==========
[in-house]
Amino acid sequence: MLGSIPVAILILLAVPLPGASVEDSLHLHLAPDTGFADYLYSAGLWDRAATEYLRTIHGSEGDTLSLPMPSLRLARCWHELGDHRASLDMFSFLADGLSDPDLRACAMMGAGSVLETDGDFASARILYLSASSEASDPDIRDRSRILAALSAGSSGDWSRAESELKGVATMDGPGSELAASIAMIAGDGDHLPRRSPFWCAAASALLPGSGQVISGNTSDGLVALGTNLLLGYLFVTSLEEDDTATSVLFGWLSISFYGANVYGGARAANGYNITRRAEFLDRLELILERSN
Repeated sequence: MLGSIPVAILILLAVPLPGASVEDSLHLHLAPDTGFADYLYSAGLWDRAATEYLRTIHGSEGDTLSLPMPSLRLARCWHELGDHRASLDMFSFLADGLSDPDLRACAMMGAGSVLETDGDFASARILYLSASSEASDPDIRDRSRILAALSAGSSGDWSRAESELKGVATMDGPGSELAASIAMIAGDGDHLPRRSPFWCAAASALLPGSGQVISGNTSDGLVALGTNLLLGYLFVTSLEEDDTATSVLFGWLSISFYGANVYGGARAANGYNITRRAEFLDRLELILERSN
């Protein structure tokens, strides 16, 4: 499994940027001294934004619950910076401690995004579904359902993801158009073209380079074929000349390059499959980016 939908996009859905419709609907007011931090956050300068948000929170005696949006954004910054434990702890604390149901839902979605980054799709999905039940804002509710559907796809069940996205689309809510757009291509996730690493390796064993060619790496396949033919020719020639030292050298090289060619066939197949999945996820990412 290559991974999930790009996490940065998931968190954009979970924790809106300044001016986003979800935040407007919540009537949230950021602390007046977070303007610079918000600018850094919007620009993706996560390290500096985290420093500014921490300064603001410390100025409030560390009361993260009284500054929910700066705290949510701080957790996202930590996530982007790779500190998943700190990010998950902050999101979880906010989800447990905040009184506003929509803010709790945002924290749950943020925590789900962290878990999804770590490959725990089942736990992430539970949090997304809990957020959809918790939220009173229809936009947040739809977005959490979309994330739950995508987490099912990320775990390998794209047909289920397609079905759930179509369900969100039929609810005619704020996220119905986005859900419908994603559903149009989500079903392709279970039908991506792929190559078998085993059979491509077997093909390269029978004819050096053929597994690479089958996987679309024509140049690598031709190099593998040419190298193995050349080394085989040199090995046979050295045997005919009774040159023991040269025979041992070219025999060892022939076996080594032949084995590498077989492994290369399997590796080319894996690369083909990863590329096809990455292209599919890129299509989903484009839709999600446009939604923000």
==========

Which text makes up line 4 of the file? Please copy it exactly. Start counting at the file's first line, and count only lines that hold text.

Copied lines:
């Protein structure tokens, strides 16, 4: 499994940027001294934004619950910076401690995004579904359902993801158009073209380079074929000349390059499959980016 939908996009859905419709609907007011931090956050300068948000929170005696949006954004910054434990702890604390149901839902979605980054799709999905039940804002509710559907796809069940996205689309809510757009291509996730690493390796064993060619790496396949033919020719020639030292050298090289060619066939197949999945996820990412 290559991974999930790009996490940065998931968190954009979970924790809106300044001016986003979800935040407007919540009537949230950021602390007046977070303007610079918000600018850094919007620009993706996560390290500096985290420093500014921490300064603001410390100025409030560390009361993260009284500054929910700066705290949510701080957790996202930590996530982007790779500190998943700190990010998950902050999101979880906010989800447990905040009184506003929509803010709790945002924290749950943020925590789900962290878990999804770590490959725990089942736990992430539970949090997304809990957020959809918790939220009173229809936009947040739809977005959490979309994330739950995508987490099912990320775990390998794209047909289920397609079905759930179509369900969100039929609810005619704020996220119905986005859900419908994603559903149009989500079903392709279970039908991506792929190559078998085993059979491509077997093909390269029978004819050096053929597994690479089958996987679309024509140049690598031709190099593998040419190298193995050349080394085989040199090995046979050295045997005919009774040159023991040269025979041992070219025999060892022939076996080594032949084995590498077989492994290369399997590796080319894996690369083909990863590329096809990455292209599919890129299509989903484009839709999600446009939604923000």